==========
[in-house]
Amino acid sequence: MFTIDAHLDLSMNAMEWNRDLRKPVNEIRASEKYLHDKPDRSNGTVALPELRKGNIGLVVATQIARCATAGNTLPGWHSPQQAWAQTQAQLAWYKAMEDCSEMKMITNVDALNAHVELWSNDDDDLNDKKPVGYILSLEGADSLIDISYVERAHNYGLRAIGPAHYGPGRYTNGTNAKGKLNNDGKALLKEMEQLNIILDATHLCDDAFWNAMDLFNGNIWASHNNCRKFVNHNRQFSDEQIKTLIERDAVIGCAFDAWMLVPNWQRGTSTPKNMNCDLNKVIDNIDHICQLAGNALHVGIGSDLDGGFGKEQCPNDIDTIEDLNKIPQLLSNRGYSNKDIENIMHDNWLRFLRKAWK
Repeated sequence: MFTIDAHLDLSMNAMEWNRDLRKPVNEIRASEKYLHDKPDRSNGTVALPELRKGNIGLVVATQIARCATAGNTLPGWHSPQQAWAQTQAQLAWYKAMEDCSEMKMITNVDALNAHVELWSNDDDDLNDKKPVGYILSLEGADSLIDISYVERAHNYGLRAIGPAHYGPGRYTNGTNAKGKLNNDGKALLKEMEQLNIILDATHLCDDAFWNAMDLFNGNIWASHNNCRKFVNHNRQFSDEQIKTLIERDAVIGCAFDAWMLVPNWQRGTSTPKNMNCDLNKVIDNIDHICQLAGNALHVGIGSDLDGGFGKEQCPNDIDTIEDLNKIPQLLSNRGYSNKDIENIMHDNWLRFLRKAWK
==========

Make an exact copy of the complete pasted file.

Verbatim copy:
[in-house]
Amino acid sequence: MFTIDAHLDLSMNAMEWNRDLRKPVNEIRASEKYLHDKPDRSNGTVALPELRKGNIGLVVATQIARCATAGNTLPGWHSPQQAWAQTQAQLAWYKAMEDCSEMKMITNVDALNAHVELWSNDDDDLNDKKPVGYILSLEGADSLIDISYVERAHNYGLRAIGPAHYGPGRYTNGTNAKGKLNNDGKALLKEMEQLNIILDATHLCDDAFWNAMDLFNGNIWASHNNCRKFVNHNRQFSDEQIKTLIERDAVIGCAFDAWMLVPNWQRGTSTPKNMNCDLNKVIDNIDHICQLAGNALHVGIGSDLDGGFGKEQCPNDIDTIEDLNKIPQLLSNRGYSNKDIENIMHDNWLRFLRKAWK
Repeated sequence: MFTIDAHLDLSMNAMEWNRDLRKPVNEIRASEKYLHDKPDRSNGTVALPELRKGNIGLVVATQIARCATAGNTLPGWHSPQQAWAQTQAQLAWYKAMEDCSEMKMITNVDALNAHVELWSNDDDDLNDKKPVGYILSLEGADSLIDISYVERAHNYGLRAIGPAHYGPGRYTNGTNAKGKLNNDGKALLKEMEQLNIILDATHLCDDAFWNAMDLFNGNIWASHNNCRKFVNHNRQFSDEQIKTLIERDAVIGCAFDAWMLVPNWQRGTSTPKNMNCDLNKVIDNIDHICQLAGNALHVGIGSDLDGGFGKEQCPNDIDTIEDLNKIPQLLSNRGYSNKDIENIMHDNWLRFLRKAWK